What is Aperture? Intro to lesson.
11-09-2008, 12:27 PM
This is a very common question among novices and amateurs alike. Isn't it about time someone puts it in simpleton terms anyone can understand?
OK, but how does the aperture size affect my photos?
Again, a very common question. Aperture will affect your photos in two ways:
-How bright or dark your photo is-
-How shallow or deep your DOF (Depth of Field) is (we will not cover that in this lesson)-
Let's talk about how it affects the brightness of your shots. Aperture rates are shown in units called 'ƒ-numbers'. What the purpose of the ƒ-number is is to show us the diameter of the 'diaphragm' in the lens, which means the opening in the back of the lens. The diaphragm allows the light into the camera's sensor or film, depending on if you use a film or digital camera. This creates the image. The higher the ƒ-number, the less light allowed onto the sensor or film, thus determining the brightness of the photo. Yes, the higher the lower. It is a confusing system, yes, but just don't let it mess you up. The standard aperture range on an SLR camera (digital or film) is ƒ/1.4, the highest aperture, to the lowest aperture, ƒ/8. The settings in between ƒ/1.4 and ƒ/8, known as ƒ-stops, are usually ƒ/2, ƒ/2.8, ƒ/4, ƒ/5.6. Aperture alone does not determine how the photo will come out, though. The other element is shutter speed, meaning how quickly the photograph is taken... and how much light is allowed in. But I thought aperture controlled that? It does. Lets get into detail (We can't explain aperture without talking about shutter speed!)
Shutter Speed In Detail:
Shutter speed dictates how long the shutter is open, which in turn means how much light is in the picture (how bright it is). Aperture determines the brightness of the light that comes in. You may need to read this paragraph over a few times, and think about it for it to make sense. The reason we need to talk about shutter speed in a lesson about aperture is simple: there is no avoiding them both when taking a photo manually. So, lets get started.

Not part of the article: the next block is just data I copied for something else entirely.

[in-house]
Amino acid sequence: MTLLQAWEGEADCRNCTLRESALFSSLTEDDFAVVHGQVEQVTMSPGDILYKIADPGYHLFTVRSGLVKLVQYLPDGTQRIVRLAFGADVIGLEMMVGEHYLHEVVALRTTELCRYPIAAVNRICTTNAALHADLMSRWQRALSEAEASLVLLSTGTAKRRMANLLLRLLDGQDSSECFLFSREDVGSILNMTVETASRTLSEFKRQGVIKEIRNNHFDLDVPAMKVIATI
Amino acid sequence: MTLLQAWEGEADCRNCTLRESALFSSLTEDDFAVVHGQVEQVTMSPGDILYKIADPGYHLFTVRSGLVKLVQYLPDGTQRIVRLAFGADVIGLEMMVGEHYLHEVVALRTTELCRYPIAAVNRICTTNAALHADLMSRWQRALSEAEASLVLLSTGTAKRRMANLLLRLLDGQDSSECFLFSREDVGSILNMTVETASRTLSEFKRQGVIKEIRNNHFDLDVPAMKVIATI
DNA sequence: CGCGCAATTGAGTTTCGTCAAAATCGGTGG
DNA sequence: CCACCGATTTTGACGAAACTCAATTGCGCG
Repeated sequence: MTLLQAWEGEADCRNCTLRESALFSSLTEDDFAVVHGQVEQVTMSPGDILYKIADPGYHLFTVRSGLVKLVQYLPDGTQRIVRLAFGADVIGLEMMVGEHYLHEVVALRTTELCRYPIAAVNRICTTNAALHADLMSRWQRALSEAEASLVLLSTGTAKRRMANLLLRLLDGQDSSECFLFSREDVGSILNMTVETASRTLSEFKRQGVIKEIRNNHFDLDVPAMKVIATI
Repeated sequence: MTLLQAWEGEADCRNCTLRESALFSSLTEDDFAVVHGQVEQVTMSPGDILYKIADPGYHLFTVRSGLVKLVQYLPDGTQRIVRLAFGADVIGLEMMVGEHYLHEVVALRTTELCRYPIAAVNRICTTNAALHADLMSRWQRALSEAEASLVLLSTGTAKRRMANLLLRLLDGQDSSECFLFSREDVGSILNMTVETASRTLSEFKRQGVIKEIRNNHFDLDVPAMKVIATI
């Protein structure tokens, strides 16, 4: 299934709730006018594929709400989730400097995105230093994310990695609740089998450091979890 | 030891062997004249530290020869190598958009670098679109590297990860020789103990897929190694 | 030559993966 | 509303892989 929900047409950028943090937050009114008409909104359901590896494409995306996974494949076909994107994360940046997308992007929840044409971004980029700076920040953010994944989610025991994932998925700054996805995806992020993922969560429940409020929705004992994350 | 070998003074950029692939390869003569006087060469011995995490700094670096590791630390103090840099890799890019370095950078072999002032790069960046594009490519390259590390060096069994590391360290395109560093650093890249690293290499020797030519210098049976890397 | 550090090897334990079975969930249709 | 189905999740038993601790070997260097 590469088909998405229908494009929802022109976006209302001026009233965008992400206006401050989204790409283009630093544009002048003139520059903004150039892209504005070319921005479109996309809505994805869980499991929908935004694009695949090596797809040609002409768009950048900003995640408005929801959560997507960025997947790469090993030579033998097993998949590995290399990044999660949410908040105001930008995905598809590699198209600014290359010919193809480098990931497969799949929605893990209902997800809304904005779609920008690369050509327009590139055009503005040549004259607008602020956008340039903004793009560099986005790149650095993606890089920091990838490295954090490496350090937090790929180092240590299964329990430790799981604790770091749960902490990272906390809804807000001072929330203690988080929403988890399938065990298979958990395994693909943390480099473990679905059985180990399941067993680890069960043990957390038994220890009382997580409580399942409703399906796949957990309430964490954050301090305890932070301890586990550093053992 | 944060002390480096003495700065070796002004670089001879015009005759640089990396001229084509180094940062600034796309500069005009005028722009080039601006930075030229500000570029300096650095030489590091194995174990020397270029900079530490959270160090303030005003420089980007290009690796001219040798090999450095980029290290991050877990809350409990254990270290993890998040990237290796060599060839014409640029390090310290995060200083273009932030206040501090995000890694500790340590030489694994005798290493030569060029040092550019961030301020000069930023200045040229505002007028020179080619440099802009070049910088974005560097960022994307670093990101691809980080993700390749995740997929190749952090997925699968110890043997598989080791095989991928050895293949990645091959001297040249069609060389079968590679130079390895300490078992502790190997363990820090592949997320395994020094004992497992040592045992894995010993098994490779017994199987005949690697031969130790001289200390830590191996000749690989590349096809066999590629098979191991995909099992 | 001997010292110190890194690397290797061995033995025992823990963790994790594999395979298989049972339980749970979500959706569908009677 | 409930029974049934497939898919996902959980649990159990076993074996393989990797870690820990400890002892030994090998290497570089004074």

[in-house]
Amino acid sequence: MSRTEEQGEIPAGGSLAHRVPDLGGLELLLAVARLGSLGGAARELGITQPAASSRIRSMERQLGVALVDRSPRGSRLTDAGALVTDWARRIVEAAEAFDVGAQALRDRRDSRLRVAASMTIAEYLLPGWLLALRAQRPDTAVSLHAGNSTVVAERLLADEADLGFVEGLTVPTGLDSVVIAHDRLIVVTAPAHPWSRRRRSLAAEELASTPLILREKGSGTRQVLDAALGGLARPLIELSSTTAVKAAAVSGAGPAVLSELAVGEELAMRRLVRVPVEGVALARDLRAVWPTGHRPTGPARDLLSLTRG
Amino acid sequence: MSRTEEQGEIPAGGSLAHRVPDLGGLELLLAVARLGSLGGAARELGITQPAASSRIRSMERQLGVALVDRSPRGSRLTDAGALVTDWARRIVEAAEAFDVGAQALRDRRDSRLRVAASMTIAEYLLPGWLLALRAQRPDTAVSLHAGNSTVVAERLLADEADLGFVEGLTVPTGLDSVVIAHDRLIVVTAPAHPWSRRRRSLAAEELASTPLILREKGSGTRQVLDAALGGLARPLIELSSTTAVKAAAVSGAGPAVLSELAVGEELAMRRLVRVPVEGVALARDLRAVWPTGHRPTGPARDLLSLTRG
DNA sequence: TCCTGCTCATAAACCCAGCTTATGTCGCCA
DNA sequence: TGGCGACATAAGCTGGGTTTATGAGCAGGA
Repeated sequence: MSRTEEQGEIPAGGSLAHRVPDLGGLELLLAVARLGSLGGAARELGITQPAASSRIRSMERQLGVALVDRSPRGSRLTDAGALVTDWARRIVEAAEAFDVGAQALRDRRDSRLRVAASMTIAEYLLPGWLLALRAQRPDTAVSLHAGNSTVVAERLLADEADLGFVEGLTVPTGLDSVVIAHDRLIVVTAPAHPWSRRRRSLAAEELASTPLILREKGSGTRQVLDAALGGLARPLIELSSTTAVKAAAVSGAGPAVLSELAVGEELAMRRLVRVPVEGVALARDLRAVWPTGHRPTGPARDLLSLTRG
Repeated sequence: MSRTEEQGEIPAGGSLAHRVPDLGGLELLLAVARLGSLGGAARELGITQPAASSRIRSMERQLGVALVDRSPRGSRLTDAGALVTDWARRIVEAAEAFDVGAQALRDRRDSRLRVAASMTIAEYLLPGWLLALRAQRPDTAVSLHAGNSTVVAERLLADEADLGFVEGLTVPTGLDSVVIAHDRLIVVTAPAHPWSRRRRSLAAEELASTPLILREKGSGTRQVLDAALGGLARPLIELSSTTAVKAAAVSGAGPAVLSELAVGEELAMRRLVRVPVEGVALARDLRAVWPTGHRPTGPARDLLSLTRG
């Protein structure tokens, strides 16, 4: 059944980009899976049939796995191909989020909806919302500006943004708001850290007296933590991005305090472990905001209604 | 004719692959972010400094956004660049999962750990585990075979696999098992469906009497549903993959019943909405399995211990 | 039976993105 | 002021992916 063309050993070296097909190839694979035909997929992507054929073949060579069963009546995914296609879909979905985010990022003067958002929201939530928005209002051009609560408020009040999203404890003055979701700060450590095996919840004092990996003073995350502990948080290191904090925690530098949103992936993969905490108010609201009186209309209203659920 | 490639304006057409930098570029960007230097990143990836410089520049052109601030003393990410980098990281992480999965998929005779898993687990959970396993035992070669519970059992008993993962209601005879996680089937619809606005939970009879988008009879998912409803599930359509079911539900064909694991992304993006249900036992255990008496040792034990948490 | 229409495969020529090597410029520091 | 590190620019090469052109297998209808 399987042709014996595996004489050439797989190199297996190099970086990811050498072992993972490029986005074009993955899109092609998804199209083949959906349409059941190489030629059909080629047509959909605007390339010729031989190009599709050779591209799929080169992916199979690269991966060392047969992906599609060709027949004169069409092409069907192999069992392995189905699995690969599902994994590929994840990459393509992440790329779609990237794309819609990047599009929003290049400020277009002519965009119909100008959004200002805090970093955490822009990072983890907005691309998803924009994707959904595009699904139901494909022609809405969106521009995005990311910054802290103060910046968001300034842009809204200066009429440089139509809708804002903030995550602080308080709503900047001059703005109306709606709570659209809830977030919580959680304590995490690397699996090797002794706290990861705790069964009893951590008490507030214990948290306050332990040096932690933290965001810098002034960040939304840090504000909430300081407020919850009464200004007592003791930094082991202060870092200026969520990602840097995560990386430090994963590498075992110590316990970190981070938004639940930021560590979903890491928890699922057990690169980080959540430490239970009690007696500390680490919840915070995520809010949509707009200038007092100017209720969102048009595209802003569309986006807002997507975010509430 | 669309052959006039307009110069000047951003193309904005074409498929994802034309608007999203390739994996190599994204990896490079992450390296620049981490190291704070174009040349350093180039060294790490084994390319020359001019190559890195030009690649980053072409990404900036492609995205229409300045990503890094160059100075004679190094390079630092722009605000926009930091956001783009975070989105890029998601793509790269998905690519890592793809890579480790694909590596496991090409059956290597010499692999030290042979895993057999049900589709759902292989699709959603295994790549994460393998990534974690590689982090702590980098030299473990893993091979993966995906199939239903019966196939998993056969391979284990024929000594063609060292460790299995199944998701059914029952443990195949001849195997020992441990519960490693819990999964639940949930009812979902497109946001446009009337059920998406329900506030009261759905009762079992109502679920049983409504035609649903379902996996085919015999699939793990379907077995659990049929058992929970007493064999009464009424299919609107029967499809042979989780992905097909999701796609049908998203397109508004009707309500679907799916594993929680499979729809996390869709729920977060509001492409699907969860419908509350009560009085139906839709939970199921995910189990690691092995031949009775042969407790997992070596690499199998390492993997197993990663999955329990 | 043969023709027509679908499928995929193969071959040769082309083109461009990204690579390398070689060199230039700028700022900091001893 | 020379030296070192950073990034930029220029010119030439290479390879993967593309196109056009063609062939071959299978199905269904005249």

What's my shutter speed gonna do?
Your shutter speed will determine how long your shutter will stay open. Most cameras have a maximum shutter speed of anywhere from 15 seconds up to 30 seconds. You have probably heard of the term "long exposure" before. A long exposure is normally considered a shutter speed of 1/50 of a second, meaning half a second. Some shutter speeds considered long exposures are 1/60, 1", 3", 5", etc. If you want a sharp image, you need a tripod. To get an exposure above the preset setting on your camera's maximum setting (usually 15"-30") you will need to have a "bulb" mode. For a bulb mode, you will need a cable release, which can be set in the cable release socket on a film SLR or the hotshoe terminal on a digital SLR. You can have an exposure for however long your heart desires. This is especially useful when you want to do photos like star trails, because you can't get star trails with a 3" exposure. All this talk about long exposures, and no fast shutter speed discussion? Well lets talk about that now. Anything below 1/50 is considered a fast shutter speed. Examples of fast shutter speeds are 1/40, 1/1000, 1/400, and 1/2000. Most normal SLR's fastest shutter speed is 1/2000. If you took a photo at 1/2000 then the shutter would be open for 1/2000 of a second, allowing 1/2000's worth of light in. You will have a somewhat dark image at this speed, because 1/2000 will not allow as much light in as a longer would, such as 1" would. Here is an easy way to remember that: the higher the exposure, the more light that can enter the sensor or film, the shorter the speed, the less light. But, the quicker the shutter speed the quicker the picture is taken, meaning that moving subjects can be easily captured.
I hope this helps some of you!